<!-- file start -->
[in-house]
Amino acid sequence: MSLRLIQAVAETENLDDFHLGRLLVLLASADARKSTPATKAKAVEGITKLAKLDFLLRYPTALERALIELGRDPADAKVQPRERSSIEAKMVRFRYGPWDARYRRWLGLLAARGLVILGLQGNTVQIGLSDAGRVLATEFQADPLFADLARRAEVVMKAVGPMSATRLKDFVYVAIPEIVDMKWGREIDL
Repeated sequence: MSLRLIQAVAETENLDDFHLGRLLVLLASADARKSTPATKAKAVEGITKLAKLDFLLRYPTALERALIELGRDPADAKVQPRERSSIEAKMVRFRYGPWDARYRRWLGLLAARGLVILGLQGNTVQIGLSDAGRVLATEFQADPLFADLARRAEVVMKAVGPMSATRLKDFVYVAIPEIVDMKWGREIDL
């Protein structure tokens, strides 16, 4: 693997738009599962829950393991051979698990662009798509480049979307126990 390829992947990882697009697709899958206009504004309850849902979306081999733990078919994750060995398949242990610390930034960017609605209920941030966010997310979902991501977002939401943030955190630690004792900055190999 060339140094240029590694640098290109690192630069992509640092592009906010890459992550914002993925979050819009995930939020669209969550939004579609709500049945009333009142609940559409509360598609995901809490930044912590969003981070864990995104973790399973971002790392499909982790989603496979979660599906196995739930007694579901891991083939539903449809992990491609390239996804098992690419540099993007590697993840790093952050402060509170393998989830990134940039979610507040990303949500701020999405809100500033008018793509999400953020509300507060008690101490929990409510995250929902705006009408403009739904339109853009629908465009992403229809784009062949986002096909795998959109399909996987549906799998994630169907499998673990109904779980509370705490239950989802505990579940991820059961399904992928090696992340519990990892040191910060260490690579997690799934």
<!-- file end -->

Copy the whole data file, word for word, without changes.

[in-house]
Amino acid sequence: MSLRLIQAVAETENLDDFHLGRLLVLLASADARKSTPATKAKAVEGITKLAKLDFLLRYPTALERALIELGRDPADAKVQPRERSSIEAKMVRFRYGPWDARYRRWLGLLAARGLVILGLQGNTVQIGLSDAGRVLATEFQADPLFADLARRAEVVMKAVGPMSATRLKDFVYVAIPEIVDMKWGREIDL
Repeated sequence: MSLRLIQAVAETENLDDFHLGRLLVLLASADARKSTPATKAKAVEGITKLAKLDFLLRYPTALERALIELGRDPADAKVQPRERSSIEAKMVRFRYGPWDARYRRWLGLLAARGLVILGLQGNTVQIGLSDAGRVLATEFQADPLFADLARRAEVVMKAVGPMSATRLKDFVYVAIPEIVDMKWGREIDL
């Protein structure tokens, strides 16, 4: 693997738009599962829950393991051979698990662009798509480049979307126990 390829992947990882697009697709899958206009504004309850849902979306081999733990078919994750060995398949242990610390930034960017609605209920941030966010997310979902991501977002939401943030955190630690004792900055190999 060339140094240029590694640098290109690192630069992509640092592009906010890459992550914002993925979050819009995930939020669209969550939004579609709500049945009333009142609940559409509360598609995901809490930044912590969003981070864990995104973790399973971002790392499909982790989603496979979660599906196995739930007694579901891991083939539903449809992990491609390239996804098992690419540099993007590697993840790093952050402060509170393998989830990134940039979610507040990303949500701020999405809100500033008018793509999400953020509300507060008690101490929990409510995250929902705006009408403009739904339109853009629908465009992403229809784009062949986002096909795998959109399909996987549906799998994630169907499998673990109904779980509370705490239950989802505990579940991820059961399904992928090696992340519990990892040191910060260490690579997690799934």